Squeeze on rentals
Ray White Whangamata property managers Christine Fletcher and Trish Morrison say they have a huge list of potential renters. Meanwhile one landlord is selling up ahead of proposed regulations the Government wants to implement.
Some landlords are dropping rental properties in frustration at legislation they say will force them to spend more while losing rights and protections for their property.
Proposed legislation will drive up rent and put a further squeeze on an already critical shortage of rental properties on the Coromandel, say property managers and landlords. One landlord with 14 properties is selling each of them as the leases end, after 25 years in the business.
“We’re just waiting for tenants to move out now. We’ve had enough of it,” says Danny Boeglin, a former Tairua resident who owns several flats, units and rental houses in Te Aroha. “We’ve always looked after people but what the Government is doing now is taking the financial freedom away over what we want to do with our money. It’s scary.
“If I drove a $200,000 Lamborghini I would be nervous letting someone take it, but we are expected to hand our keys over to a tenant, and say ‘I hope it ends on a good note’.”
He says he does not know what rules will be imposed next.
“I’ve got no problem providing quality homes to tenants long-term, but there’s just so much interference with it. So far the Government has been a pretty dismal example of how it has looked after their [state] houses.”
Claire Leadbetter, MBIE manager tenancy and rental housing quality, says objectives of the Government’s reform of the Residential Tenancies Actinclude promoting good-faith relationships in renting, and ensuring there are appropriate protections landlords.
Proposals are open for comment until October 21. Any changes are likely to come into force in 2020. Among the proposals are:
■ Demanding specific and justifiable criteria for a landlord to terminate tenancies.
■ Setting the amount of notice a landlord needs to give to terminate a tenancy to 90 days under all circumstances.
■ If a tenant considers their rent substantially exceeds market rates they can apply to the Tenancy Tribunal for an order reducing the rent.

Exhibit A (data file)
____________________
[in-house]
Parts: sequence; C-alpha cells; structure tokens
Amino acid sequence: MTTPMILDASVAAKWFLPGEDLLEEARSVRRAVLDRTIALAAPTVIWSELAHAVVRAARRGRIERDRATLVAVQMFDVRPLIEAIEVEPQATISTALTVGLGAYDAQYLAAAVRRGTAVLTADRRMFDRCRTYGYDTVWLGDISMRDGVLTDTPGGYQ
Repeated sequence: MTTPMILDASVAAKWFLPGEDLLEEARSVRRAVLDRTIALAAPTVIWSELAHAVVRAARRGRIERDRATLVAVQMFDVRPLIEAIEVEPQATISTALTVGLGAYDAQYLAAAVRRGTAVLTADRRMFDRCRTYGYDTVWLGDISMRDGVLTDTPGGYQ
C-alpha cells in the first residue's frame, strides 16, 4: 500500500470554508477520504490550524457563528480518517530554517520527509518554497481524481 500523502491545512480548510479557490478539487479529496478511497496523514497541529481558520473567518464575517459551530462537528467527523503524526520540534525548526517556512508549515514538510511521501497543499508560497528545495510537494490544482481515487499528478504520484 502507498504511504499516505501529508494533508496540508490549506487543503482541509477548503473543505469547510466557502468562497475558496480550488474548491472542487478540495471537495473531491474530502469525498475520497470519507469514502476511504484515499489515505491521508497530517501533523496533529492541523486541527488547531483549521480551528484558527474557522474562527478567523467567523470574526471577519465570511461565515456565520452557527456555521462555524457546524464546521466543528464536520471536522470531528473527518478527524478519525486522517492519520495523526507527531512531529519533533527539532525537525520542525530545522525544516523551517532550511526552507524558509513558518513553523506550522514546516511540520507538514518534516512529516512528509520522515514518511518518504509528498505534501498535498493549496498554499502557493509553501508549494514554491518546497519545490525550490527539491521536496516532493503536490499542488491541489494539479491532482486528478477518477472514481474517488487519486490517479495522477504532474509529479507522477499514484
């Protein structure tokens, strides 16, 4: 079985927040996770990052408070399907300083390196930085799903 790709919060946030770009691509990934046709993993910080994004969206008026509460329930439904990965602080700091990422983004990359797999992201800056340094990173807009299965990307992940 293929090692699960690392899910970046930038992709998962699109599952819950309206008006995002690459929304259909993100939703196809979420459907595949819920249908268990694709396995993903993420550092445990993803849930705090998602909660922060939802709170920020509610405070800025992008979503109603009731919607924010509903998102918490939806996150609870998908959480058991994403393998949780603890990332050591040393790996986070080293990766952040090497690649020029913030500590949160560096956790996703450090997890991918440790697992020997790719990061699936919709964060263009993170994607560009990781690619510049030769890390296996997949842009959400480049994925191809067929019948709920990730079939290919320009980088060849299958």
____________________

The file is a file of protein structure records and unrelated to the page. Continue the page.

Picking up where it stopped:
■ Taking away a landlord’s right to say no to pets.
■ Healthy homes standards will set minimum requirements for heating, insulation, ventilation, moisture and drainage, and draught stopping in residential rental properties.
Whangamatā Ray White property manager Trish Morisson says landlords need to be aware the law is coming down heavily on the side of the tenants and if people do the wrong thing, they can be forced to pay all their rent back or be fined.
“A lot of this legislation is wellmeaning but it isn’t thought through. It will come at a big cost to landlords. The whole thing is quite complex and becoming more complex with every new rule that comes out. Think carefully about renting out your property, because there are lot of pitfalls you can get into and it’s quite dangerous.”
The average rent has doubled in 12 years and Whitianga is more expensive than Whangamatā. Rent rises are predicted as landlords are faced with meeting additional costs on heating, insulation, getting unpermitted work signed off with council, increased insurance and meth testing costs, and losing the right to ban pets.
“Every week there’s a new thing they would have to be aware of as property managers,” says Mrs Morisson.“We’ve got tenants who have been in a property for five or six years and they are a delight but if we get one rogue, we have to watch them carefully, because a rogue tenant can cause a landlord a lot of cost.
“Even though people are saying for them the rents are high, actually for the value of the property, the rate of return in Whangamata¯ [and the Coromandel] is quite low. Some people prefer leaving it empty than risk having tenants that will trash it.”
She says costs include:
■ Paying for meth testing before each tenant moves in to protect themselves against contamination costs.
■ Work must be permitted or landlords risk losing all rent.
■ Landlords can be fined heavily over insulation.
■ Splitting power bills will be illegal, and charging a tenant more to cover winter use when charging a set fee.
■ Insurance not being valid when proof of three-monthly maintenance checks isn’t shown.
Last week’s Coastal News featured a critical rental shortage.
The number of rental properties could reduce under reforms.